Raiders should look hard at Love, Hurts

Both will be eval­u­ated as po­ten­tial QBs of the fu­ture be­yond Carr

Times-Herald (Vallejo) - - SPORTS - By Jerry McDon­ald

Coach Jon Gru­den and gen­eral man­ager Mike May­ock have set them­selves up nicely for Derek Carr to re­turn as the Raiders quar­ter­back.

They all but said it dur­ing the NFL scout­ing com­bine in In­di­anapo­lis, with­out ac­tu­ally com­ing out and say­ing it.

No rea­son for them to say it as fact, be­cause if some team de­ter­mines Carr is worth a first-round draft pick or a first and more, they have given them­selves some wig­gle room.

Let’s pause for a mo­ment to al­low Carr’s de­trac­tors to clear their throats after gag­ging on the con­cept than any­one else would want Carr. They have a hard time be­liev­ing any­one would be in­ter­ested, de­spite a lot of qual­i­ties that Gru­den and May­ock have es­poused in In­di­anapo­lis.

Gru­den isn’t in­ter­ested in start­ing a rookie quar­ter­back. Never has been. But he did con­cede Thurs­day they need some young blood in the quar­ter­back room, and the smart move has al­ways been to keep Carr for at least an­other year and groom his suc­ces­sor.

If Tom Brady were to de­scend from the heavens at age 42, bring­ing in a quar­ter­back of the fu­ture be­comes even more of a pri­or­ity.

With an eye to­ward the Kansas City Chiefs at the top of the di­vi­sion, the ideal move would be to bring in Jor­dan Love of Utah State

— a pack­age of skills that most per­son­nel peo­ple think is the clos­est thing to Pa­trick Ma­homes in the NFL draft.

Asked by re­porters at the com­bine who he’d com­pare him­self to, Love played the Ma­homes card.

“I get asked that a lot,” Love said. “I’d say Pa­trick Ma­homes, based on arm tal­ent and what he can do. I’m not say­ing I’m Pa­trick Ma­homes — calm down — but Pa­trick Ma­homes, De­shaun Wat­son, guys who can make plays.”

Love (6-foot-4, 225 pounds) would prob­a­bly mean us­ing the 12th or 19th pick, which the Raiders cur­rently own in the first round. Maybe even mov­ing up, if NFL Net­work and ESPN pan­els at the com­bine are to be be­lieved.

A more re­al­is­tic op­tion would be Jalen Hurts, from Ok­la­homa by way of Alabama, with one of three third-round picks.

In both cases, the quar­ter­backs would be bet­ter served by sit­ting for at least a year other than spe­cialty pack­ages with Carr run­ning the show in the third year of a five-year con­tract. Nei­ther Love nor Hurts has done much work un­der cen­ter, a sta­ple of the of­fense Gru­den still con­sid­ers sacro­sanct, or run a team out of a hud­dle.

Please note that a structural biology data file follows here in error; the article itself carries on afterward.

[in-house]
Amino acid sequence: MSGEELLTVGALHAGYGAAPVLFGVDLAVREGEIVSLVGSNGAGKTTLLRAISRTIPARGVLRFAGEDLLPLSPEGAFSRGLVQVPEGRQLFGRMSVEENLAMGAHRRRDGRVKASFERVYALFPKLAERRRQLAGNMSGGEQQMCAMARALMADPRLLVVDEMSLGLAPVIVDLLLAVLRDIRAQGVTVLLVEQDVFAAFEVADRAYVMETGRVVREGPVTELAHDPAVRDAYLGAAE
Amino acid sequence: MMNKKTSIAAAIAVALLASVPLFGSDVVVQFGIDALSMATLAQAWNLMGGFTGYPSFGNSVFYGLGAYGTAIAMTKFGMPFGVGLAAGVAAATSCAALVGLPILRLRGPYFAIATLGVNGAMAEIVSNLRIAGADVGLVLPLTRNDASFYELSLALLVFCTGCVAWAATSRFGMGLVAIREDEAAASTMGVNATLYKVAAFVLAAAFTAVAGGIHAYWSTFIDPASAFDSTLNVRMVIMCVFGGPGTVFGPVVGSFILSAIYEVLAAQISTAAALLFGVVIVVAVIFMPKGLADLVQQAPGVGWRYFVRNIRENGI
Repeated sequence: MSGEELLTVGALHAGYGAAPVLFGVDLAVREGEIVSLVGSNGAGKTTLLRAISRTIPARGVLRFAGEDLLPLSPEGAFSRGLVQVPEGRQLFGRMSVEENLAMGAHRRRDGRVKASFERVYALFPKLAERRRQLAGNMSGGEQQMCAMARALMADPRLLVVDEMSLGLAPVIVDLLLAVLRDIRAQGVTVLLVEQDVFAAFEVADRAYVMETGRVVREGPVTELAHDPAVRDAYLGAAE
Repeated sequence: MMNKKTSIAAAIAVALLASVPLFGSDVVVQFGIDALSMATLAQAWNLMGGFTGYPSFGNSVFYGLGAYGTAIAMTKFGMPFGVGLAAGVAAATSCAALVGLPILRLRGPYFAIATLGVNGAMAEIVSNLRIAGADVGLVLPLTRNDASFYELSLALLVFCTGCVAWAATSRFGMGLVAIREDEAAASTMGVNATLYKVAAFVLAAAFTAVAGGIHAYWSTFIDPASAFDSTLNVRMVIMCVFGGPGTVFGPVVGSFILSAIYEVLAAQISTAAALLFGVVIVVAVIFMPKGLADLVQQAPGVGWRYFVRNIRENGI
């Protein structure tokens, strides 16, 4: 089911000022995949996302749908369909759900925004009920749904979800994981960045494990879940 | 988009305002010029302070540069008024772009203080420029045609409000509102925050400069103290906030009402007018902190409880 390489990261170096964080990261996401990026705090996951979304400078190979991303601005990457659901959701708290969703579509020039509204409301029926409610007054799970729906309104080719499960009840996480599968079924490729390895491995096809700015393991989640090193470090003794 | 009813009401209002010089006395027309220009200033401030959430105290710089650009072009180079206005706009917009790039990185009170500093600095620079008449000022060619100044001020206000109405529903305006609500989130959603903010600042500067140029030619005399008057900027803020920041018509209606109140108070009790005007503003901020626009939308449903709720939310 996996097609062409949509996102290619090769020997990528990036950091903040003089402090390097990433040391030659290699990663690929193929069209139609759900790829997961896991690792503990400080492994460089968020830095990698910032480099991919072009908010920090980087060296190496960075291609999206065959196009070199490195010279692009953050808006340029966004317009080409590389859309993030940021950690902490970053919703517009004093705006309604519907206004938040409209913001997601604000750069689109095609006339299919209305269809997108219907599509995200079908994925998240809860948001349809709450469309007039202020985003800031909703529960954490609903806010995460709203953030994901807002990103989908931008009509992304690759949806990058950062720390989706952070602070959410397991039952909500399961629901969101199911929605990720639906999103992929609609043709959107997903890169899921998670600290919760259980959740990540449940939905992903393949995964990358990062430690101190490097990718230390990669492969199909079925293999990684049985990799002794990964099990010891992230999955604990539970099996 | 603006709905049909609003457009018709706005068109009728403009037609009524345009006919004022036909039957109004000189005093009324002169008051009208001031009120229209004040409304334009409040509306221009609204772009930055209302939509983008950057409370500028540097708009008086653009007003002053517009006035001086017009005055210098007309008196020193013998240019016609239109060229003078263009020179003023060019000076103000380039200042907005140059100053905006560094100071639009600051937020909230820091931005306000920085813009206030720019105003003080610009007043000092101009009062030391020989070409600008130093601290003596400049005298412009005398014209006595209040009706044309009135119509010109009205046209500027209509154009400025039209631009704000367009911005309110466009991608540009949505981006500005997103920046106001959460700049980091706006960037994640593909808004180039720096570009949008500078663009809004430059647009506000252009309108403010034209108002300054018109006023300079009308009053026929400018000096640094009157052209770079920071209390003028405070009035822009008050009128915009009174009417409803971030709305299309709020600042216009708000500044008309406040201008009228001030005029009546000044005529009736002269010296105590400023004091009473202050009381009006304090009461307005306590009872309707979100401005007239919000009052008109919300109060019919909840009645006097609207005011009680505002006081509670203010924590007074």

Nor have they waded through the ver­biage May­ock called “mind-bog­gling” in terms of Gru­den’s of­fen­sive sys­tem.

Hav­ing ei­ther player aboard, or any other quar­ter­back with de­signs on be­ing a starter sooner rather than later, would serve as a study in char­ac­ter for Carr, who has never been any­thing but the main guy since ar­riv­ing as a rookie. If he’s the team guy, he says he is. Carr would do what Matt Schaub did in 2014 — ev­ery­thing in his power to bring the young buck up to speed.

In any re­gard, keep­ing Carr aboard while look­ing for his even­tual re­place­ment is the smart move for a team try­ing to build for the fu­ture.

Chiefs coach Andy Reid pro­vided the per­fect illustrati­on when he traded up to get Ma­homes out of Texas Tech in 2018 with Alex Smith as the starter. Smith played for a year, and as he ad­mirably did when pushed aside for Colin Kaeper­nick, did ev­ery­thing he could to help the guy who took his job.

There is no way to look at Love and not think of Ma­homes, not in a copy­cat league, al­though the Raiders may not be able to af­ford the lux­ury of a first-round pick who doesn’t play im­me­di­ately as the Chiefs were.

May­ock loved Love’s skill, but noted his propen­sity for in­ter­cep­tions (20 touch­downs, 17 picks) and con­ceded he has a long way to go.

Un­like the Chiefs, who had an es­tab­lished ros­ter and could af­ford to burn a first-round pick on a quar­ter­back of the fu­ture even if he wasn’t go­ing to play im­me­di­ately, the Raiders are com­ing off 7-9 and likely need an im­pact player right away. That pretty much rules out Love.

Hurts, who clocked in at 4.59 sec­onds Thurs­day in the 40-yard dash and has the kind of run­ning-pass­ing skills pop­u­lar in the mod­ern NFL, could be at­tain­able. He rushed for 1,298 yards and 13 touch­downs for the Soon­ers and passed for 3,851 yards and 32 touch­downs with eight in­ter­cep­tions, so the run­pass skills are ev­i­dent.

Hurts (6-2, 218) also did some­thing Gru­den has long ad­mired in Seat­tle quar­ter­back Rus­sell Wil­son. Wil­son played at North Carolina State un­til he was a through his ju­nior year, and then seam­lessly tran­si­tioned in a sin­gle year at Wis­con­sin as a se­nior.

It hap­pened in a sim­i­lar way for Hurts go­ing from Alabama to Ok­la­homa. And while Ok­la­homa’s sys­tem wouldn’t seem to be an in­stant step into the NFL with no hud­dles or snaps un­der cen­ter, that hasn’t stopped Baker May­field or Kyler Murray from be­ing in­stant starters after be­ing the No. 1 over­all pick.

CHAR­LIE NEIBER­GALL — THE AS­SO­CI­ATED PRESS

Utah State QB Jor­dan Love throws a pass at the NFL scout­ing com­bine on Thurs­day in In­di­anapo­lis.

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